To boot or not to boot?

Now that is a question. When I started researching appropriate footwear for Hadrian’s Wall, the concensus seemed to be that you need waterproof boots. Which is fine for some, lots of people like wearing boots for all sorts of walks. It’s just … I really don’t. I prefer shoes, I like the lightness of them, I like the flexibility of them. And I specifically like my shoes! They have rubber soles, so have a good grip and good traction. They are non-Goretex, so there is less of the hot and sweaty and more of the airy and cool, and they also dry quicker – and let’s face it, every shoe or boot will get wet in prolonged rain or a dip in a stream or bog. And best of all, they fit my feet and have enough cushioning to stop or at least postpone the Plantar Fasciitis flare-ups on tarmac or hard surfaces. Sooo … do I really need to bring my Goretex boots? Really?

I did a lot of googling and found one site that offered guided walks, and they actually said you needed good, broken in footwear suitable for the season, either boots or shoes. So maybe there was hope?

I did a lot of YouTubing focusing on people’s footwear and the state of the path (I’ll save the view for when I get there). There is an awful lot of tarmac on both ends of the trail and the terrain doesn’t look too scary. Besides, I have walked the descent from Cruz de Ferro to Molinaseca, and the ascent to O Cebreiro in shoes, so I’m not worried about that.

Then I got in touch with a member of the Camino forum who had walked it and asked what footwear he would recommend. He also suggested boots, but as lightweight as possible. He said there were places ‘in the middle’ where boots were clearly the best choice, but he also commented on the amount of tarmac where you clearly don’t need boots. Interesting.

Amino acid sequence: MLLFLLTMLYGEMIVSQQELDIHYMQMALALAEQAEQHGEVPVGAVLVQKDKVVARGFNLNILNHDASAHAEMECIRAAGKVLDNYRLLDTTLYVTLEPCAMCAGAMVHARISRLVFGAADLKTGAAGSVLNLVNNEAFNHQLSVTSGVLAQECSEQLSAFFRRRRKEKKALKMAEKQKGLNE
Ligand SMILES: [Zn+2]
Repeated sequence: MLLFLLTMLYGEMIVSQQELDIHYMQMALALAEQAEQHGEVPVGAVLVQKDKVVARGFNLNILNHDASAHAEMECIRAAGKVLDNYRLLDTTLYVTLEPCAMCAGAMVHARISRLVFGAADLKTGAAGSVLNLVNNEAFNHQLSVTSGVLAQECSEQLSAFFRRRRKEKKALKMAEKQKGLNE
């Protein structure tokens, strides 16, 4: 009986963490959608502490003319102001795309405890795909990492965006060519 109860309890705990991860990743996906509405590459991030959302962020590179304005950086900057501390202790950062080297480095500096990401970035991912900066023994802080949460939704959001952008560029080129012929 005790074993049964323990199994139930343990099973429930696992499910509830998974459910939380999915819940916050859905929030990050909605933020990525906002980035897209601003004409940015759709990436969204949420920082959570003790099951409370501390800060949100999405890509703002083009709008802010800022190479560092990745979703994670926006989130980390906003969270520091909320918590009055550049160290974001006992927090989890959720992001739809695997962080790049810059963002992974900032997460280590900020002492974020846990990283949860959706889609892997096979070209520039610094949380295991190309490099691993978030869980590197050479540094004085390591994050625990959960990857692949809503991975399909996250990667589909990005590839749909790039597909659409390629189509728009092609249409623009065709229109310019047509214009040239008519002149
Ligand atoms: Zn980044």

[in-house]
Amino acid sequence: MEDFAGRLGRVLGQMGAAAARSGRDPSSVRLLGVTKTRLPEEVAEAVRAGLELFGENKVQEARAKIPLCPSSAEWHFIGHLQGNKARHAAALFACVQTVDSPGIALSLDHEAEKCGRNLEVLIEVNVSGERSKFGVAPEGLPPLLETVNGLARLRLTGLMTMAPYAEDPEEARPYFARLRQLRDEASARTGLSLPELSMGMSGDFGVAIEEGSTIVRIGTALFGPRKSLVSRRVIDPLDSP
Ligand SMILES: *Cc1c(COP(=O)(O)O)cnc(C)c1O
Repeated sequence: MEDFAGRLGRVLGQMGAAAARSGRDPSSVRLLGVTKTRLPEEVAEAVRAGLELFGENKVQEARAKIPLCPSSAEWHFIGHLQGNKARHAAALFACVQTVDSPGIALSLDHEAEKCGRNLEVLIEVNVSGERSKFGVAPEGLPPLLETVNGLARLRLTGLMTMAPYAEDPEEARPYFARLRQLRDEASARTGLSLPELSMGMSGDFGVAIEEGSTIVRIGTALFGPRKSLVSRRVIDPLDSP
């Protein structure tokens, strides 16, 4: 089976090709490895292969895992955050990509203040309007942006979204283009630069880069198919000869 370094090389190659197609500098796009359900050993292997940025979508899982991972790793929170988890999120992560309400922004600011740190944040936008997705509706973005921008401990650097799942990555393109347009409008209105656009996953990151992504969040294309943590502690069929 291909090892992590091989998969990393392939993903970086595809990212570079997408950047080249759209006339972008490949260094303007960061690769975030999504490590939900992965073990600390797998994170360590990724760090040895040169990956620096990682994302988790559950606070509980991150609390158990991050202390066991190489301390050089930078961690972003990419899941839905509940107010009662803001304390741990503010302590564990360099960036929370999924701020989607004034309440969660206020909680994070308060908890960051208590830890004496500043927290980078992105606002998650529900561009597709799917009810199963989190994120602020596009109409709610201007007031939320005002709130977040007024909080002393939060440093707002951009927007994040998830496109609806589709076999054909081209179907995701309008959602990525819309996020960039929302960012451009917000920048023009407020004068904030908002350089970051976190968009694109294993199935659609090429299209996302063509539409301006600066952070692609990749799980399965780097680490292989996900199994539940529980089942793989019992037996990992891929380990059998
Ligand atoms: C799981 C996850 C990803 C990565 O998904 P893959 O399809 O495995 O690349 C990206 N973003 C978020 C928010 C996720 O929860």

I started wondering if it would be possible to walk it with walking shoes for main and hiking sandals for spares, like I do in Spain. That way if it got wet (from above or below) I could just change to the sandals and get wet. Skin and sandals dry a lot quicker than a pair of Goretex boots! Then it’s easy enough to just change back to dry socks and shoes after. Also, it might not rain at all, and then I would have sandals for resting and my good shoes for the tarmac. It sounded very doable, very lightweight – and very much like positive thinking!

So I got in touch with another blogger, Rose at RucksackRose, and asked her what she thought about this unconventional approach. She always seems to have very sensible advice and admitted in her blog that she had got the boots wrong when she walked it. Rose very kindly got back to me and told me that in her opinion, in the summer and with decent weather, that shouldn’t be a problem. She could not recall any major bogs on the trail, though there might be a bit of mud here and there. And who’s afraid of a little mud?

No sooner had she sent me her answer than I watched a bit of a video again, and there is a woman in hiking sandals walking along one of the larger forts, so in the ‘middle’ bit! If she can do it, so can I. That settles it, I am taking my lovely shoes and tried and tested sandals (below) and crossing my fingers for good weather (or at least short showers)!

DSCN1235


5 thoughts on “To boot or not to boot?

    1. Thanks, David – it did indeed work out very well! We both got our shoes wet one day due to dew 😀 but other than that we were glad to have lightweight and flexible footwear with decent grip and airy mesh, we could feel the wind blowing in!

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